College Presents “Word, Shout, Song: Lorenzo Dow Turner Connecting Community through Language”

The College of Charleston’s Avery Research Center for African American History and Culture is hosting a groundbreaking traveling exhibition “Word, Shout, Song: Lorenzo Dow Turner Connecting Community through Language” on view now through April 4, 2012. Curated by Alcione Amos of the Smithsonian Institution’s Anacostia Community Museum, “Word, Shout, Song” looks at the life, research, and scholarship of Lorenzo Dow Turner, perhaps the first African-American linguist. It also focuses on how his discoveries linked communities in Africa to the New World through language. “In assembling this exhibition, most exciting to me was how I was able to connect words from Gullah, English, and Portuguese to their African origins, eighty years later, based on Turner’s work in the 1930s,” said Amos. “His work is still relevant today.”

 “Word, Shout, Song” is three stories in one: scholarship and success against the odds, a quest to crack a linguistic code, and a discovery spanning continents. The exhibition presents Turner’s pioneering work in the 1930s, which established that people of African heritage, despite slavery, had retained and passed on their cultural identity through words, music, and story wherever they landed.  His research focused on the Gullah/Geechee communities in South Carolina and Georgia, whose speech was dismissed as “baby talk” and “bad English.” He confirmed, however, that the Gullah spoke a Creole language that still possessed parts of the language and culture of their captive ancestors. Turner’s linguistic explorations into the African diaspora led him to Bahia, Brazil, where he further validated his discovery of African continuities.

The exhibition begins with a look at Turner’s early life. Profoundly influenced by his college-educated father on the importance of academic excellence, Turner (1890–1972) obtained successively higher degrees in English from Howard, Harvard University, and the University of Chicago. Denied teaching positions at white institutions, he built his career in academia at several black colleges, including his undergraduate alma mater. A summer stint teaching at the now-South Carolina State University, however, is where he first heard the Gullah dialect that would captivate him for the rest of his career. Convinced that the speech pattern was not illiterate English but instead a distinct language incorporating words and structure from African languages, Turner focused his interest into a lifelong project.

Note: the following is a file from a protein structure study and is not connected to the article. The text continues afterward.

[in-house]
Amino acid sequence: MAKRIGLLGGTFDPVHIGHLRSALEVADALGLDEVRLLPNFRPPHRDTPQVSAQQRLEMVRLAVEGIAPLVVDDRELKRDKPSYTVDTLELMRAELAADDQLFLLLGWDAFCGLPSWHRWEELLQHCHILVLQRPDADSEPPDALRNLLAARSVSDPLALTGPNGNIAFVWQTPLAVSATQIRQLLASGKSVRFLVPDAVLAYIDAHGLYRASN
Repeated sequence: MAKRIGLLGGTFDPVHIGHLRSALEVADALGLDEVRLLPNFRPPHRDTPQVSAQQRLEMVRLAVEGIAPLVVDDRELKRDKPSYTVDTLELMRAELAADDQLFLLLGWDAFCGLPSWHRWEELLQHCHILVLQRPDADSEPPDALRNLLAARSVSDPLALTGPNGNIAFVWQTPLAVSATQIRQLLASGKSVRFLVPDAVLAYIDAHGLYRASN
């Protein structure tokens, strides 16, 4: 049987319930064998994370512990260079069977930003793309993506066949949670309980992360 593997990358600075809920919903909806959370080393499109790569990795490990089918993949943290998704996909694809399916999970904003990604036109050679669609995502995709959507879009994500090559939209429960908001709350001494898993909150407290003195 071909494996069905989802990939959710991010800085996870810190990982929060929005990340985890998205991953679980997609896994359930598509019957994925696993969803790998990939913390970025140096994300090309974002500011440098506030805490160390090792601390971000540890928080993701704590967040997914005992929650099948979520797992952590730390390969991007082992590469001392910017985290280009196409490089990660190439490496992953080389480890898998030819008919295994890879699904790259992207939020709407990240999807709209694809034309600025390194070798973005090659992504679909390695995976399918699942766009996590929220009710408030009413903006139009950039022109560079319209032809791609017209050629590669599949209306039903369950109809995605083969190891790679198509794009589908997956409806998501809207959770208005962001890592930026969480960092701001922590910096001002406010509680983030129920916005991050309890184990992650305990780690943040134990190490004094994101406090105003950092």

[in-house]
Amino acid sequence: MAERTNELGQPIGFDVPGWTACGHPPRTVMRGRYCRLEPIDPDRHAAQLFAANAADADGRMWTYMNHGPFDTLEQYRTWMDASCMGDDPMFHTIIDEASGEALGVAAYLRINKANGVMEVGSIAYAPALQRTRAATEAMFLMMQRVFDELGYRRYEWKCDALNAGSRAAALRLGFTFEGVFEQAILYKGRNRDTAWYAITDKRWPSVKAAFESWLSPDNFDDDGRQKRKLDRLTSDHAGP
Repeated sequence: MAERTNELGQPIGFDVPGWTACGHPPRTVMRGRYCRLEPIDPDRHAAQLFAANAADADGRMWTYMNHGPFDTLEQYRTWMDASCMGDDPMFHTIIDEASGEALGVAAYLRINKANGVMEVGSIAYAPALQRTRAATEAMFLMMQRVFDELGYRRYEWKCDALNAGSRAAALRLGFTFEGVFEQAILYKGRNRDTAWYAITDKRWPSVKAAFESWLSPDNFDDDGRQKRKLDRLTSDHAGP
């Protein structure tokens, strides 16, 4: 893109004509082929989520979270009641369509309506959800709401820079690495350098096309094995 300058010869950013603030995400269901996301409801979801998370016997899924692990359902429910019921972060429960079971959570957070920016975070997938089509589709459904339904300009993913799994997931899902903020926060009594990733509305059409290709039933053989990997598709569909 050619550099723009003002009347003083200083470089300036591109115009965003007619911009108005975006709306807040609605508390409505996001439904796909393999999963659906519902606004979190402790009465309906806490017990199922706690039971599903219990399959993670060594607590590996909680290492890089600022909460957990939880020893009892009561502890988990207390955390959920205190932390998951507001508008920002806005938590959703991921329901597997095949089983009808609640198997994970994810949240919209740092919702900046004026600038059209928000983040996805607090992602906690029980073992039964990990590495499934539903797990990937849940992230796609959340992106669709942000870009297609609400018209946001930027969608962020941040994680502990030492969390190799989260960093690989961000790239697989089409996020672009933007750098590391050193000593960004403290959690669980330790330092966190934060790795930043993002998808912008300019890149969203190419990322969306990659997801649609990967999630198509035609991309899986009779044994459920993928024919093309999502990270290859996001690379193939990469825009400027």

Turner studied various African languages, including Twi, Ewe, Yoruba, Bambara, and Wolof as well as Arabic, to link to Gullah vocabulary. Through his pursuit of information, he became the first African-American member of many organizations, including the Linguistics Society of America.

“Word, Shout, Song” recounts his travels to South Carolina and Georgia and abroad to London, Paris and, finally, West Africa to record and compare the speech of hundreds of informants. His journeys feature fascinating stories of adventure and discovery as well as of the difficulties he encountered with bulky equipment and remote access.

A major linguistic achievement occurred when Turner determined the “ring shout”, a Gullah religious dance, was a possible direct inheritance from enslaved Muslims—the name “shout” being derived from the Arabic word Sha’wt, which referred to movement around a sacred object rather than sound. Another example resulting from Turner’s early Georgia recordings is a later major discovery by scholars Joseph Opala, Tazieff Schmidt, and Cynthia Koroma who, in 1990, realized a song passed down through generations connected the Mende people of Sierra Leone to their American kin in Georgia.

A section of the exhibition focuses on Turner’s research on culture in Bahia, Brazil where a much larger number of enslaved Africans had been brought than to the United States, yet featured the same languages that influenced the Gullah. The Afro-Brazilian religion Candomblé heavily incorporated African survivals; and when informants recognized words in the Sea Island recordings, Turner again saw language connecting the worlds of the African diaspora.

Turner’s many writings, presentations, and publications included his book, Africanisms in the Gullah Dialect, published in 1949; and it is still the standard reference for Creole language research today.

Highlights of “Word, Shout, Song” include:

  • Turner’s recording device and special-character typewriter
  • Rare recordings of Gullah speech and songs and rare photographs of informants produced by Turner
  • Audio and written comparisons of words that are similar and from languages spoken in the Americas and Africa
  • The section “Singing for the Ancestor: A Song that Made the Roundtrip to Africa”
  • The section “The Black Seminole: The Gullah that Got Away” that recounts the history of fugitive slaves from Georgia and South Carolina whose descendants are now found in Florida, Texas, and Mexico and speak an ancient form of Gullah.

Organized by the Smithsonian Institution’s Anacostia Community Museum in Washington, DC and based on one of its special collections, this traveling exhibit version of “Word, Shout, Song” was made possible by the James E. and Emily E. Clyburn Endowment for Archives & History at South Carolina State UniversityTickets are now available for the reception.

Call the Avery Research Center at 843.953.7609 for more information.